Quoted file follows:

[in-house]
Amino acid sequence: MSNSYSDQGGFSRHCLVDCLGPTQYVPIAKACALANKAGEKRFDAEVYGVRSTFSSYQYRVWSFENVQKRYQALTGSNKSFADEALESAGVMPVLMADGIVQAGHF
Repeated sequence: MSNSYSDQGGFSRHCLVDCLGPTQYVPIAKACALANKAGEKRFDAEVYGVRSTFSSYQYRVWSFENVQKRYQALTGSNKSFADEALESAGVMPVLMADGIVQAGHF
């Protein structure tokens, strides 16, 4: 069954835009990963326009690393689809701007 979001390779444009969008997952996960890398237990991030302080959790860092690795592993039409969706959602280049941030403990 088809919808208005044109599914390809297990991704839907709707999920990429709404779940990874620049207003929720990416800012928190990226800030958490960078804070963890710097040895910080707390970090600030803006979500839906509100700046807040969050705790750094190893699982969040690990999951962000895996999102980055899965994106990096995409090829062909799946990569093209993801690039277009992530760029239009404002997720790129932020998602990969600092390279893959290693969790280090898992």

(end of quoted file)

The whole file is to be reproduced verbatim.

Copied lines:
[in-house]
Amino acid sequence: MSNSYSDQGGFSRHCLVDCLGPTQYVPIAKACALANKAGEKRFDAEVYGVRSTFSSYQYRVWSFENVQKRYQALTGSNKSFADEALESAGVMPVLMADGIVQAGHF
Repeated sequence: MSNSYSDQGGFSRHCLVDCLGPTQYVPIAKACALANKAGEKRFDAEVYGVRSTFSSYQYRVWSFENVQKRYQALTGSNKSFADEALESAGVMPVLMADGIVQAGHF
């Protein structure tokens, strides 16, 4: 069954835009990963326009690393689809701007 979001390779444009969008997952996960890398237990991030302080959790860092690795592993039409969706959602280049941030403990 088809919808208005044109599914390809297990991704839907709707999920990429709404779940990874620049207003929720990416800012928190990226800030958490960078804070963890710097040895910080707390970090600030803006979500839906509100700046807040969050705790750094190893699982969040690990999951962000895996999102980055899965994106990096995409090829062909799946990569093209993801690039277009992530760029239009404002997720790129932020998602990969600092390279893959290693969790280090898992």